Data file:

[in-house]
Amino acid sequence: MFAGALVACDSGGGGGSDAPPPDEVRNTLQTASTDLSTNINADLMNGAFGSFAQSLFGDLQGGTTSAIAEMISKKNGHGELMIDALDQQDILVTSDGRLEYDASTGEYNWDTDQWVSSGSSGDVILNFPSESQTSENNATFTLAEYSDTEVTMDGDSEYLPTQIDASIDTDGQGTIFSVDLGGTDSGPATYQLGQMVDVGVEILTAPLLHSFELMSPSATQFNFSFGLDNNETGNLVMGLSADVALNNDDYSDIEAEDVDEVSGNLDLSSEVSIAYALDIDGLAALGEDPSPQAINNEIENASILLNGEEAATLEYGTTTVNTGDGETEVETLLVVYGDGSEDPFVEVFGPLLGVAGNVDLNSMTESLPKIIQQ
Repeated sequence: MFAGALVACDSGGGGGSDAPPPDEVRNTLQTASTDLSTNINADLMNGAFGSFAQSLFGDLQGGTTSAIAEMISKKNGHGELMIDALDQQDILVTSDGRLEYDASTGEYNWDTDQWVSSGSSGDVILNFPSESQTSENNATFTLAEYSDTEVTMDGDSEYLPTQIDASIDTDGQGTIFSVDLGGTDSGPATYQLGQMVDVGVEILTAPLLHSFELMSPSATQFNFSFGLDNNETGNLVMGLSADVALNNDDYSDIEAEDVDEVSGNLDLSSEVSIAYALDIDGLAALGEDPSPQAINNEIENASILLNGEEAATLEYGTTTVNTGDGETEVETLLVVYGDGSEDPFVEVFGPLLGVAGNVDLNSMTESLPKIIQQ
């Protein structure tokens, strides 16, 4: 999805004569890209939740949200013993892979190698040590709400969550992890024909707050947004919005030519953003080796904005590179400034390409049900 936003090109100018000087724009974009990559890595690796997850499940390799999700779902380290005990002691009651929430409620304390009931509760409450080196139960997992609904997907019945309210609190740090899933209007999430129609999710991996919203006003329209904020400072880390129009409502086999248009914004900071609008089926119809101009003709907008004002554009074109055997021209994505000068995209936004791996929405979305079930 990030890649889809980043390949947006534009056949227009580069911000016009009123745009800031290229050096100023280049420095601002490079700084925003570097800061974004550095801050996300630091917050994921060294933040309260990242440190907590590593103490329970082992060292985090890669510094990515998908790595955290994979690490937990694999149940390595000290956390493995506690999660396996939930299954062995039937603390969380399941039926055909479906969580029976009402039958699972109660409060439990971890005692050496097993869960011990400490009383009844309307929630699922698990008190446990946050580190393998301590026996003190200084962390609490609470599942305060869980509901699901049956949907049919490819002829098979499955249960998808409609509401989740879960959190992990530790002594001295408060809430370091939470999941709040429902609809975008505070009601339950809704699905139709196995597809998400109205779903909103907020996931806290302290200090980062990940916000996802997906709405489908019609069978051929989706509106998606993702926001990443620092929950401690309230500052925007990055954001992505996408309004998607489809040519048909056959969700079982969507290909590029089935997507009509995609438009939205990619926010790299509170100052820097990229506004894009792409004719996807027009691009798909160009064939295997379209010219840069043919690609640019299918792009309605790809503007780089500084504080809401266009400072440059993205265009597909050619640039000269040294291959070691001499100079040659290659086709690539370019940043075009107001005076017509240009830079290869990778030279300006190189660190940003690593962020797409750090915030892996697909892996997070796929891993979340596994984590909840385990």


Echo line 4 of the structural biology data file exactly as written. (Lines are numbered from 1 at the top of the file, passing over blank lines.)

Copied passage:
């Protein structure tokens, strides 16, 4: 999805004569890209939740949200013993892979190698040590709400969550992890024909707050947004919005030519953003080796904005590179400034390409049900 936003090109100018000087724009974009990559890595690796997850499940390799999700779902380290005990002691009651929430409620304390009931509760409450080196139960997992609904997907019945309210609190740090899933209007999430129609999710991996919203006003329209904020400072880390129009409502086999248009914004900071609008089926119809101009003709907008004002554009074109055997021209994505000068995209936004791996929405979305079930 990030890649889809980043390949947006534009056949227009580069911000016009009123745009800031290229050096100023280049420095601002490079700084925003570097800061974004550095801050996300630091917050994921060294933040309260990242440190907590590593103490329970082992060292985090890669510094990515998908790595955290994979690490937990694999149940390595000290956390493995506690999660396996939930299954062995039937603390969380399941039926055909479906969580029976009402039958699972109660409060439990971890005692050496097993869960011990400490009383009844309307929630699922698990008190446990946050580190393998301590026996003190200084962390609490609470599942305060869980509901699901049956949907049919490819002829098979499955249960998808409609509401989740879960959190992990530790002594001295408060809430370091939470999941709040429902609809975008505070009601339950809704699905139709196995597809998400109205779903909103907020996931806290302290200090980062990940916000996802997906709405489908019609069978051929989706509106998606993702926001990443620092929950401690309230500052925007990055954001992505996408309004998607489809040519048909056959969700079982969507290909590029089935997507009509995609438009939205990619926010790299509170100052820097990229506004894009792409004719996807027009691009798909160009064939295997379209010219840069043919690609640019299918792009309605790809503007780089500084504080809401266009400072440059993205265009597909050619640039000269040294291959070691001499100079040659290659086709690539370019940043075009107001005076017509240009830079290869990778030279300006190189660190940003690593962020797409750090915030892996697909892996997070796929891993979340596994984590909840385990």